Can fungus cause white spots skin?
White patches on the skin are a relatively common medical problem that can come from a variety of causes ranging from fungal infection to vitamin deficiencies. If you're experiencing this problem, it's best to see a doctor for a definitive diagnosis, but here are some of the most common causes of this rather frustrating symptom. White Patches on the Skin Caused by Skin Conditions
Two of the most common skin conditions that cause white patches on the skin are psoriasis and eczema. With psoriasis, the patches are usually red in color, but they may be covered with a layer of silvery scales that causes them to appear white in color. Usually, people who with psoriasis have a prior history of psoriasis outbreaks or have a strong family history. Eczema, on the other hand, can happen to anyone although it's more common in people with allergies or asthma. Eczema usually causes an itchy, scaly rash that may undergo color changes to form white patches on the skin. At times, it can be hard to distinguish psoriasis from eczema.
White Patches on the Skin Due to Fungal Infection
Another condition that can cause white patches on the skin is tinea versicolor - a skin condition caused by a fungus. The white patches of tinea versicolor are usually found on the chest or back and appear more pronounced with a suntan. If your skin isn't tanned, the patches may be pink or light brown in color. The fungus that causes tinea versicolor normally lives on the skin without causing problems, but certain factors such as excessive sweating, hormonal changes, and decreased immunity can cause the fungus to proliferate and cause skin changes. It's usually treated with topical or oral anti-fungal medications.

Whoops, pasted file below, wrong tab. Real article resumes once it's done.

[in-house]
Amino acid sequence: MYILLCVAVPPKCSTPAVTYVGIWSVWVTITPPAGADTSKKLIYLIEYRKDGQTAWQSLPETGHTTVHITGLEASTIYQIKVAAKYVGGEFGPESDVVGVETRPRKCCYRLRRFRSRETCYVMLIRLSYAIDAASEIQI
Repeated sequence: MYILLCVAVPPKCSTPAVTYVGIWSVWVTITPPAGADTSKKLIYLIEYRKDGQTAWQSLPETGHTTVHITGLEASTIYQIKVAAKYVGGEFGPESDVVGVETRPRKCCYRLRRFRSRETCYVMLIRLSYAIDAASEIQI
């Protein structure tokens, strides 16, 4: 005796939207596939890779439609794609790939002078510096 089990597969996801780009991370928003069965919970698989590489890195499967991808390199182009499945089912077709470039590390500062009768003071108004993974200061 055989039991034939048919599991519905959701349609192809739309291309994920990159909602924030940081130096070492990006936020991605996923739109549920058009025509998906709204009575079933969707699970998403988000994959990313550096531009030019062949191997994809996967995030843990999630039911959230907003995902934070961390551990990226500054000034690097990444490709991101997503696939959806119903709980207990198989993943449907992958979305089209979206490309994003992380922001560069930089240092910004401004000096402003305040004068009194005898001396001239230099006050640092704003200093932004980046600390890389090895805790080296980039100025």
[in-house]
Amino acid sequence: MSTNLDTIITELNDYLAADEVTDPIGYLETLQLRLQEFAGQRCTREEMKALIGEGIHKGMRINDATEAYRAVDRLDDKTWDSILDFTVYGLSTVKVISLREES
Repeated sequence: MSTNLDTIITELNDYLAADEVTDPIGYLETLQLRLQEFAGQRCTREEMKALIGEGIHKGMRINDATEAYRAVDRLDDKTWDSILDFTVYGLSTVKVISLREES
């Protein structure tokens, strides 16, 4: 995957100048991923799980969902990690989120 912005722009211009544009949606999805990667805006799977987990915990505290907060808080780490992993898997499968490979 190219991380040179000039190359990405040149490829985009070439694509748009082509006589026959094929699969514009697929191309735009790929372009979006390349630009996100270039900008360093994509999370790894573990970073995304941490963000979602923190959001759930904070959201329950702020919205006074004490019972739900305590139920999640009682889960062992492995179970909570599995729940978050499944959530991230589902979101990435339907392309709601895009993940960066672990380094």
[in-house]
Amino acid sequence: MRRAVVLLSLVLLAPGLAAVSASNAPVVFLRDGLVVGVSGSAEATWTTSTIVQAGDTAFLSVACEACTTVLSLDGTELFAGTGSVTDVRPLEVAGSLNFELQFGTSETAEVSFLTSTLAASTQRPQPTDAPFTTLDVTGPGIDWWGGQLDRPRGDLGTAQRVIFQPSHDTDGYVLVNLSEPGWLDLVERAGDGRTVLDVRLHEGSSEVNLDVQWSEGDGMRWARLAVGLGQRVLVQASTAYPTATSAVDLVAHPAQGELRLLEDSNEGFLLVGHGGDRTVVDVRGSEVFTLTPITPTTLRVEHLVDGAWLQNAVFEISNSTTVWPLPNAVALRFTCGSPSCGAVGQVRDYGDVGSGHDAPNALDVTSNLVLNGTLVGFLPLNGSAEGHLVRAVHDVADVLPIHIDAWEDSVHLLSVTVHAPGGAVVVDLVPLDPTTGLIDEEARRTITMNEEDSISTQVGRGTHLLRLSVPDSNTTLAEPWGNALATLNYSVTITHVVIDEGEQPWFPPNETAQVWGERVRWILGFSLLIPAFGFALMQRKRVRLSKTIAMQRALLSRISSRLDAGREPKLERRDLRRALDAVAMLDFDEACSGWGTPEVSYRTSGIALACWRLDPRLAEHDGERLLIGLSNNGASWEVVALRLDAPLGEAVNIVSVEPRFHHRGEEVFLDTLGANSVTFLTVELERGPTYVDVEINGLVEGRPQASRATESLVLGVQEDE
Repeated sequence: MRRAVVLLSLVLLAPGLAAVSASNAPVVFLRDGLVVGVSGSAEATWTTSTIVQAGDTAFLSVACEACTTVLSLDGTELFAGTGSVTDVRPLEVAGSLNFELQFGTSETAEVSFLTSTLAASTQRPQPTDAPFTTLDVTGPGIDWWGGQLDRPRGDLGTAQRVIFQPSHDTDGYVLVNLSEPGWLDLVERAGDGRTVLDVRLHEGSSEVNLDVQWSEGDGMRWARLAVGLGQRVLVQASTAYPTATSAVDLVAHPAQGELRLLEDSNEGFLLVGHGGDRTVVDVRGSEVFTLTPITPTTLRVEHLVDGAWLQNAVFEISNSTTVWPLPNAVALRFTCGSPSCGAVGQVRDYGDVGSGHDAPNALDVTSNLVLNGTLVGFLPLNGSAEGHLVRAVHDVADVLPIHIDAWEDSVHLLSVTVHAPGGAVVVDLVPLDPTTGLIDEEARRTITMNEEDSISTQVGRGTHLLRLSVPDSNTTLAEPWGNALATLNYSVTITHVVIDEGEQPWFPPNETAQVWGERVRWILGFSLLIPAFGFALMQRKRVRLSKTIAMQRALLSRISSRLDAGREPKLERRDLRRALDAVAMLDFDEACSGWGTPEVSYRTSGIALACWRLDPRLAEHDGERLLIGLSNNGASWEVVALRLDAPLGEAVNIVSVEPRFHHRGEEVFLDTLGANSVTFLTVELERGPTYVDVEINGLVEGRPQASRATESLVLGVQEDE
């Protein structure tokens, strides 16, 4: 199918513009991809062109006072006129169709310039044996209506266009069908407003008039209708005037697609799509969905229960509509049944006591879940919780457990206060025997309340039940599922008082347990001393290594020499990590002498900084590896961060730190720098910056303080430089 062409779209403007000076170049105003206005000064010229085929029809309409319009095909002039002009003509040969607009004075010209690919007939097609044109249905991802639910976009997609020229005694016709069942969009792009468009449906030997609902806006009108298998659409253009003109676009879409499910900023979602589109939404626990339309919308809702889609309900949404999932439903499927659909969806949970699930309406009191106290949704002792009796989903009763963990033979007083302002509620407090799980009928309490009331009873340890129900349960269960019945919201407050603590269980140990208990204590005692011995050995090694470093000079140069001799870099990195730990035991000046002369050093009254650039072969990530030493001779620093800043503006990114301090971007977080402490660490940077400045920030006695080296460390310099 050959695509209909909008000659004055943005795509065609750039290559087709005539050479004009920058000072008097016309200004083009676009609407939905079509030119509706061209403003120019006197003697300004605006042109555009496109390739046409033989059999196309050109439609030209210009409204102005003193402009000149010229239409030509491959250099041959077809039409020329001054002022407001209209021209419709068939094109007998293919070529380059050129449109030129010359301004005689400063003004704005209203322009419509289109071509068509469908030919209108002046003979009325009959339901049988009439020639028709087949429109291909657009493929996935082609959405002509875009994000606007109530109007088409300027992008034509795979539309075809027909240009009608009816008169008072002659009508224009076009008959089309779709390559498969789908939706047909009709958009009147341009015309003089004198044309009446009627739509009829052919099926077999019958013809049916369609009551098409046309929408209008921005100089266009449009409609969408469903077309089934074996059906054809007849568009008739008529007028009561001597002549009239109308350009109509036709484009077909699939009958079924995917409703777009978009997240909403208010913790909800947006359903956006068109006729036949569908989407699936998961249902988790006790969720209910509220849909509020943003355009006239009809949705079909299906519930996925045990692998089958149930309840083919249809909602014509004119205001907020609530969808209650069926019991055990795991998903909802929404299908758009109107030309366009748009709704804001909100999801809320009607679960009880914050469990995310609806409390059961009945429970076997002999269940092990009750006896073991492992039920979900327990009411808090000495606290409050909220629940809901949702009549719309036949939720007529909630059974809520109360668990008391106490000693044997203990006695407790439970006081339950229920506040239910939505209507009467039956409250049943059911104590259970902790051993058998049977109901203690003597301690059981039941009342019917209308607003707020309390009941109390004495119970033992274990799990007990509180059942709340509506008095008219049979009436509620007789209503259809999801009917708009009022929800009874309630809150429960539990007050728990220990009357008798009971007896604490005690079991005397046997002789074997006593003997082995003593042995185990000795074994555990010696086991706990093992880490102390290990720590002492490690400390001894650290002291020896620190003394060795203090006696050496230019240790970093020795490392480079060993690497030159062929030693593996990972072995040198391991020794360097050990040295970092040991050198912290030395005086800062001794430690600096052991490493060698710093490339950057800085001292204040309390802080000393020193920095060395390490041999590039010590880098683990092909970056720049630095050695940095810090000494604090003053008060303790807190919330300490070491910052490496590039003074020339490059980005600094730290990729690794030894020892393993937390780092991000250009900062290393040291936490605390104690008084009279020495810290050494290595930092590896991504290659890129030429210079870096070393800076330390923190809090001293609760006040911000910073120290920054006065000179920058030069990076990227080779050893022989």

White Patches on the Skin Due to Depigmentation
White patches on the skin can also come from vitiligo - a condition where the skin loses its pigment in certain areas leading to patchy areas of white. No one knows what causes this condition, although it's thought to be autoimmune. Unfortunately, there's no cure for vitiligo, but there are treatments that can improve its appearance - although treatment is expensive and it can take a while to see results.
A Vitamin Deficiency That Can Cause White Patches
B12 deficiency can also cause white patches on the skin. B12 deficiency is most common in people with pernicious anemia, but it can also occur in long-term vegans. B12 deficiency can have serious neurological consequences, so it's smart to get a level checked if you notice white spots or patches or have any unexplained neurological symptoms.
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Fungus2009-05-29 18:36:52 by ThatRedDog
There are several options for fungus treatment. The first is iodine, which is cheap. Mix it with water and give iodine bath.
Legs should be clipped in summer. The shorter the hair, the less area for fungus to grow. Curry off fungus and dead skin. They make fungus creams such as Dermex and anti-fungal sprays. Furuozone can also be used once the fungus is removed to prevent re-growth.
Skin problems2008-12-04 21:31:51 by jade_cicily
Skin problems in dogs and cats are very hard to diagnose. First, it needs to be determined if it is an infection caused by a fungus or bacteria (and what kind), mange, or if it is an allergic reaction. Each treatment is vastly different for the aforementioned, so it is best to get a vet to determine the cause before treating. They will also be able to help with the animals itching during treatment.
There are thousands of types of fungus and most2011-01-04 00:05:26 by hudsonbay
Antifungals attack only a small fraction of them. Foot fungus for example thrives in dark & damp, like between toes and under nails, so I wouldn't have expected a foot fungus treatment to be effective against fungus thriving in open air (drier) and light (instead of dark)
No guarantee apple cider vinegar will work either. But most fungus is sensitive to Ph and vinegar will radically change the Ph of the skin surface
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However, the safety and versatility of the ointment has quickly made the natural treatment a phenomenon for a variety of resistant fungal, bacterial and viral skin conditions.